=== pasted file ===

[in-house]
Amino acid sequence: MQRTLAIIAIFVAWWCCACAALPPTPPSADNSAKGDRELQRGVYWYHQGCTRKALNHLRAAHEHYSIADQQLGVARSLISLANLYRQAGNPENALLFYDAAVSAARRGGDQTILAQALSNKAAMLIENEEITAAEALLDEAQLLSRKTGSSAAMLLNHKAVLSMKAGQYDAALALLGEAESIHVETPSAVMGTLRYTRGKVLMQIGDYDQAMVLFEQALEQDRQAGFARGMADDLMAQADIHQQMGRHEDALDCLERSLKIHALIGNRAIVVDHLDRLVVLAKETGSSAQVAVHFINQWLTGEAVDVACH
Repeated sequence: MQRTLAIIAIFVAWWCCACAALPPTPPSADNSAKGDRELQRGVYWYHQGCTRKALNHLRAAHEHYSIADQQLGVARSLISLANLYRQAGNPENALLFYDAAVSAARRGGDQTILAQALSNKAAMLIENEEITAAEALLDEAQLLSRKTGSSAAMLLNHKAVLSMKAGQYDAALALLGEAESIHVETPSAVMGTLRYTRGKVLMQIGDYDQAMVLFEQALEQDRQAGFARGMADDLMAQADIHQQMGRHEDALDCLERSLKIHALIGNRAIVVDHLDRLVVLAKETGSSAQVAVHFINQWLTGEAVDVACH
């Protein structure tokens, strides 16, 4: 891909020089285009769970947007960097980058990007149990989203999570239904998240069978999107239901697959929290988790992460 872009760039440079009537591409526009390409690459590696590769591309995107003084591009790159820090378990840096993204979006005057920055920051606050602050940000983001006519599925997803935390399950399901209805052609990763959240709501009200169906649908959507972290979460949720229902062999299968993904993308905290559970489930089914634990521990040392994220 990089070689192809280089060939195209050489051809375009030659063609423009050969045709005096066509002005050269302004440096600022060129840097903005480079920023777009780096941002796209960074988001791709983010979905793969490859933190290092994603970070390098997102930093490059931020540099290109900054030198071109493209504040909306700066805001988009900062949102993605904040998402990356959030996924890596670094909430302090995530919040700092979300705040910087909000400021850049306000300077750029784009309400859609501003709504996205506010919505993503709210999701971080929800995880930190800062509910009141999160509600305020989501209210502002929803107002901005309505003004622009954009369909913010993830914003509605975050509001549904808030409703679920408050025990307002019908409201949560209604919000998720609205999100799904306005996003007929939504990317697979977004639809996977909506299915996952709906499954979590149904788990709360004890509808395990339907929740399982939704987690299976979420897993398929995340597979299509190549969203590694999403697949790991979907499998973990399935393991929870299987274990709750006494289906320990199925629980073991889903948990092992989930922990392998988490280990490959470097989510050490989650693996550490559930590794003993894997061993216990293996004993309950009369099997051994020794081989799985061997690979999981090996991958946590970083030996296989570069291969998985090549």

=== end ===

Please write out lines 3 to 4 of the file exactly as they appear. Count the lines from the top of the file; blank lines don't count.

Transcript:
Repeated sequence: MQRTLAIIAIFVAWWCCACAALPPTPPSADNSAKGDRELQRGVYWYHQGCTRKALNHLRAAHEHYSIADQQLGVARSLISLANLYRQAGNPENALLFYDAAVSAARRGGDQTILAQALSNKAAMLIENEEITAAEALLDEAQLLSRKTGSSAAMLLNHKAVLSMKAGQYDAALALLGEAESIHVETPSAVMGTLRYTRGKVLMQIGDYDQAMVLFEQALEQDRQAGFARGMADDLMAQADIHQQMGRHEDALDCLERSLKIHALIGNRAIVVDHLDRLVVLAKETGSSAQVAVHFINQWLTGEAVDVACH
């Protein structure tokens, strides 16, 4: 891909020089285009769970947007960097980058990007149990989203999570239904998240069978999107239901697959929290988790992460 872009760039440079009537591409526009390409690459590696590769591309995107003084591009790159820090378990840096993204979006005057920055920051606050602050940000983001006519599925997803935390399950399901209805052609990763959240709501009200169906649908959507972290979460949720229902062999299968993904993308905290559970489930089914634990521990040392994220 990089070689192809280089060939195209050489051809375009030659063609423009050969045709005096066509002005050269302004440096600022060129840097903005480079920023777009780096941002796209960074988001791709983010979905793969490859933190290092994603970070390098997102930093490059931020540099290109900054030198071109493209504040909306700066805001988009900062949102993605904040998402990356959030996924890596670094909430302090995530919040700092979300705040910087909000400021850049306000300077750029784009309400859609501003709504996205506010919505993503709210999701971080929800995880930190800062509910009141999160509600305020989501209210502002929803107002901005309505003004622009954009369909913010993830914003509605975050509001549904808030409703679920408050025990307002019908409201949560209604919000998720609205999100799904306005996003007929939504990317697979977004639809996977909506299915996952709906499954979590149904788990709360004890509808395990339907929740399982939704987690299976979420897993398929995340597979299509190549969203590694999403697949790991979907499998973990399935393991929870299987274990709750006494289906320990199925629980073991889903948990092992989930922990392998988490280990490959470097989510050490989650693996550490559930590794003993894997061993216990293996004993309950009369099997051994020794081989799985061997690979999981090996991958946590970083030996296989570069291969998985090549």